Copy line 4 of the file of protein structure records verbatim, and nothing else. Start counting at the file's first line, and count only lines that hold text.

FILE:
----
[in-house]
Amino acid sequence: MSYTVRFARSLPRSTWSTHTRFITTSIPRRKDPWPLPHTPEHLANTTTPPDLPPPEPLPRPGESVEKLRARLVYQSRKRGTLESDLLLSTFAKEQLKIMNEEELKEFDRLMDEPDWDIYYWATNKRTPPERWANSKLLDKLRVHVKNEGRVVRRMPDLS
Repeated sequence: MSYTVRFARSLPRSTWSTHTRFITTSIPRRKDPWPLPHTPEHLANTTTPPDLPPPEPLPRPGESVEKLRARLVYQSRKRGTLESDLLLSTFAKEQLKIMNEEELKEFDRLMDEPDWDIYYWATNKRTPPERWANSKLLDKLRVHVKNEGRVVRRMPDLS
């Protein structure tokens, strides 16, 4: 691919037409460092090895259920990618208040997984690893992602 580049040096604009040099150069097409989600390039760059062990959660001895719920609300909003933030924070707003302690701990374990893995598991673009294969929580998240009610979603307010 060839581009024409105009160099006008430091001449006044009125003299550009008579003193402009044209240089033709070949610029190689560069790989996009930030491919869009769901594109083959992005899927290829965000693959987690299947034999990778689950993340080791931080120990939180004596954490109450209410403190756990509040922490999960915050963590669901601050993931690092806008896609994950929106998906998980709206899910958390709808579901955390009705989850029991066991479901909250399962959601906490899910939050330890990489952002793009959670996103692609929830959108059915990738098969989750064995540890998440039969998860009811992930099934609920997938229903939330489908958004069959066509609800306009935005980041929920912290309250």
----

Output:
């Protein structure tokens, strides 16, 4: 691919037409460092090895259920990618208040997984690893992602 580049040096604009040099150069097409989600390039760059062990959660001895719920609300909003933030924070707003302690701990374990893995598991673009294969929580998240009610979603307010 060839581009024409105009160099006008430091001449006044009125003299550009008579003193402009044209240089033709070949610029190689560069790989996009930030491919869009769901594109083959992005899927290829965000693959987690299947034999990778689950993340080791931080120990939180004596954490109450209410403190756990509040922490999960915050963590669901601050993931690092806008896609994950929106998906998980709206899910958390709808579901955390009705989850029991066991479901909250399962959601906490899910939050330890990489952002793009959670996103692609929830959108059915990738098969989750064995540890998440039969998860009811992930099934609920997938229903939330489908958004069959066509609800306009935005980041929920912290309250």